3

http://english.yonhapnews.co.kr/national/2014/10/30/3/0301000000AEN20141030003100315F.html
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list of state sponsors of terrorism, and issued a proclamation lifting some sanctions under the
Trading with the Enemy Act.
Looking at the P5+1 negotiations with Iran, the Joint Plan of Action with ever changing
requirements and deadlines, the easing of sanctions on Tehran under dubious claims of
cooperation on the nuclear front while ignoring the regimes missile activities and statesponsorship of terrorism, it would appear the Obama Administration and Western allies are
content with following the failed North Korea model for its engagement with Iran.
TERRORISM LIST REMOVAL
The removal of North Korea (DPRK) from the State Departments list of state sponsors of
terrorism formally took place on October 11, 2008. This action caused dismay especially for
Americas ally Japan where it was widely perceived as a betrayal of a previous commitment.
In Congressional testimony in April 2004, Cofer Black, the Ambassador-at-large for Counterterrorism in the first George W. Bush Administration, stated that the abduction issue is one of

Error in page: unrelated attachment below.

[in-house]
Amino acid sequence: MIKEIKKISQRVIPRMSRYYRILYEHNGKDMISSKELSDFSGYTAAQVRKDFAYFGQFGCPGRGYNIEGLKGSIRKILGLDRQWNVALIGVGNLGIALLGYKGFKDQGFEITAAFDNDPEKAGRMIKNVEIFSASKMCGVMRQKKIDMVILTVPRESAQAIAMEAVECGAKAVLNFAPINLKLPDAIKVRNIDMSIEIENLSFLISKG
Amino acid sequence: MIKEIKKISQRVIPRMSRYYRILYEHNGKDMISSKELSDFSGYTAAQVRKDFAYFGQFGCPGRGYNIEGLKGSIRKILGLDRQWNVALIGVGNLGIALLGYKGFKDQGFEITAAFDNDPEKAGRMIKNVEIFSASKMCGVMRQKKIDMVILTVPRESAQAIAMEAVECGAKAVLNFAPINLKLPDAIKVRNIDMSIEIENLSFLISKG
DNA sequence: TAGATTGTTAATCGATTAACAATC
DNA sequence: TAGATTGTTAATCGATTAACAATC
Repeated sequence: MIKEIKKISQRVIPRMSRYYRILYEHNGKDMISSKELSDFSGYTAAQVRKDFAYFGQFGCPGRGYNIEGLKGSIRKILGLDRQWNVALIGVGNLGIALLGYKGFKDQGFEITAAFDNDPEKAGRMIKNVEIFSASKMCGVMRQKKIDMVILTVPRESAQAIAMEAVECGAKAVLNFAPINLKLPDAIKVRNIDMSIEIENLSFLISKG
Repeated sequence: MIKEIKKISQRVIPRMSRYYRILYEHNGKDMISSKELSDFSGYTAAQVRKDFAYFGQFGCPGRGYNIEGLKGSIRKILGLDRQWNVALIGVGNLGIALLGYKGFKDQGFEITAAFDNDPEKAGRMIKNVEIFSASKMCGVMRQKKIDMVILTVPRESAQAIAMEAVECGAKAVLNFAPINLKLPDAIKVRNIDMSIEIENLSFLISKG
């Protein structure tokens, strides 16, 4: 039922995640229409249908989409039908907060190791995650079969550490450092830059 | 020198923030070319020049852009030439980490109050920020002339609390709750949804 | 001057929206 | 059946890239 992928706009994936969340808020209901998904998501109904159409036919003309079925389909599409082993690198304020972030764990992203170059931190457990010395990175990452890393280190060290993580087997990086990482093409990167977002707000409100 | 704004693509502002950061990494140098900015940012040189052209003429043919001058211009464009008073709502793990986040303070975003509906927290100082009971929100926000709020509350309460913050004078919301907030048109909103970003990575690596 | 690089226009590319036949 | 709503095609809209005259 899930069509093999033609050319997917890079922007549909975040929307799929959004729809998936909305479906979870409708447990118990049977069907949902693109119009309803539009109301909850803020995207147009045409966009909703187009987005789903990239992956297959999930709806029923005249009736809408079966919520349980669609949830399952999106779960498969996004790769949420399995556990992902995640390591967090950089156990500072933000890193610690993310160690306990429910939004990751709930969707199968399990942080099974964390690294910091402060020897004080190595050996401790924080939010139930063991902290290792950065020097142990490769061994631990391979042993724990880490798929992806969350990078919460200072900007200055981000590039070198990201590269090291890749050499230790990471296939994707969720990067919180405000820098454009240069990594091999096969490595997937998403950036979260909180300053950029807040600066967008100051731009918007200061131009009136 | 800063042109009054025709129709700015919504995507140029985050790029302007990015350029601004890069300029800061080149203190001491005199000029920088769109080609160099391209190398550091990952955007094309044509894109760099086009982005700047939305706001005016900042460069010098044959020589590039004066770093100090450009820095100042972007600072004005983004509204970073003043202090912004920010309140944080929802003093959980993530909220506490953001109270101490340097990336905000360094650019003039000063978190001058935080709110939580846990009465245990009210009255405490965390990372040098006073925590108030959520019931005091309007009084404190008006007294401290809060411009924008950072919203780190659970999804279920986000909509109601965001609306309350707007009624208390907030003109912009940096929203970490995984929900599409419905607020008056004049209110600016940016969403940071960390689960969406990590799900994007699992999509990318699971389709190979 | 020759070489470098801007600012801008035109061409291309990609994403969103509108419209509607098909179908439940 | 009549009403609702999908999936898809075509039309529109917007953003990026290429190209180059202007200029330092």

the most important elements in the designation of North Korea as a terrorism-sponsoring state.
As late as in April 2007 the Country Reports on Terrorism had stated that The DPRK continued
to harbor four Japanese Red Army members who participated in a jet hijacking in 1970. The
Japanese government continued to seek a full accounting of the fate of the 12 Japanese nationals
believed to have been abducted by DPRK state entities; five such abductees have been
repatriated to Japan since 2002.
President Bushs April 2006 White House meeting with Sakie Yokota, the mother of Japans
most famous citizen abducted by North Korea, schoolgirl Megumi Yokota, also raised
expectations in Japan that Washington would not alter its position on North Korea as a state
sponsor of terrorism until the issue of Japanese abductees was resolved. Bush reportedly
referred to the meeting as one of the most moving of his presidency.
The Bush Administration gamble on making firm headway on the North Korean nuclear issue, as
urged by negotiator Chris Hill, backfired. After North Koreas removal from the terrorism list,
Pyongyang reneged on the verbal assurances it had reportedly given to Ambassador Hill that it
would accede to a transparent verification protocol for denuclearization. As a result, the SixParty talks collapsed in December 2008 (they have yet to reconvene almost six years later.)
In the first six months of 2009 Pyongyang abducted two U.S. journalists along the Chinese
border, followed by missile tests and a nuclear test in the spring. In May 2012 North Korea